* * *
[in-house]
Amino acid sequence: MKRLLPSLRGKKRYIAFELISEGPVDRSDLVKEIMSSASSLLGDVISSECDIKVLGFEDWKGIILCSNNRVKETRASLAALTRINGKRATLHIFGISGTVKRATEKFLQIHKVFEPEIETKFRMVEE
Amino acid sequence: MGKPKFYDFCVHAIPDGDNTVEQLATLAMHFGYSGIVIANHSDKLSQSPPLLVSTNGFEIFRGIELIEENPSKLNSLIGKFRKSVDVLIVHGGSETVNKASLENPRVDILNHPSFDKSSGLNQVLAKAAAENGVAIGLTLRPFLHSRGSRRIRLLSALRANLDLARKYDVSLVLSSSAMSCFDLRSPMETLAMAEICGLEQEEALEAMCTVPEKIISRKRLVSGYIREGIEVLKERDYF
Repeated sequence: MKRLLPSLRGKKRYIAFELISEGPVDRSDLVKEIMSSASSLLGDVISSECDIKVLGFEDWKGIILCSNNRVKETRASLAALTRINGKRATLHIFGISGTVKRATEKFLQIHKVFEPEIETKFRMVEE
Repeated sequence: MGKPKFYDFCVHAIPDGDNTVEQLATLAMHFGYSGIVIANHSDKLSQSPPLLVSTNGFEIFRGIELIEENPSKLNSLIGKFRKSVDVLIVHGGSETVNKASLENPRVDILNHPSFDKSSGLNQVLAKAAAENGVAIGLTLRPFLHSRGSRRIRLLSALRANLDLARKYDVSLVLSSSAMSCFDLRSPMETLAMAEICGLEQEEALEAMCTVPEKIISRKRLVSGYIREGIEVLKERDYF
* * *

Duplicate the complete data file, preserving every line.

[in-house]
Amino acid sequence: MKRLLPSLRGKKRYIAFELISEGPVDRSDLVKEIMSSASSLLGDVISSECDIKVLGFEDWKGIILCSNNRVKETRASLAALTRINGKRATLHIFGISGTVKRATEKFLQIHKVFEPEIETKFRMVEE
Amino acid sequence: MGKPKFYDFCVHAIPDGDNTVEQLATLAMHFGYSGIVIANHSDKLSQSPPLLVSTNGFEIFRGIELIEENPSKLNSLIGKFRKSVDVLIVHGGSETVNKASLENPRVDILNHPSFDKSSGLNQVLAKAAAENGVAIGLTLRPFLHSRGSRRIRLLSALRANLDLARKYDVSLVLSSSAMSCFDLRSPMETLAMAEICGLEQEEALEAMCTVPEKIISRKRLVSGYIREGIEVLKERDYF
Repeated sequence: MKRLLPSLRGKKRYIAFELISEGPVDRSDLVKEIMSSASSLLGDVISSECDIKVLGFEDWKGIILCSNNRVKETRASLAALTRINGKRATLHIFGISGTVKRATEKFLQIHKVFEPEIETKFRMVEE
Repeated sequence: MGKPKFYDFCVHAIPDGDNTVEQLATLAMHFGYSGIVIANHSDKLSQSPPLLVSTNGFEIFRGIELIEENPSKLNSLIGKFRKSVDVLIVHGGSETVNKASLENPRVDILNHPSFDKSSGLNQVLAKAAAENGVAIGLTLRPFLHSRGSRRIRLLSALRANLDLARKYDVSLVLSSSAMSCFDLRSPMETLAMAEICGLEQEEALEAMCTVPEKIISRKRLVSGYIREGIEVLKERDYF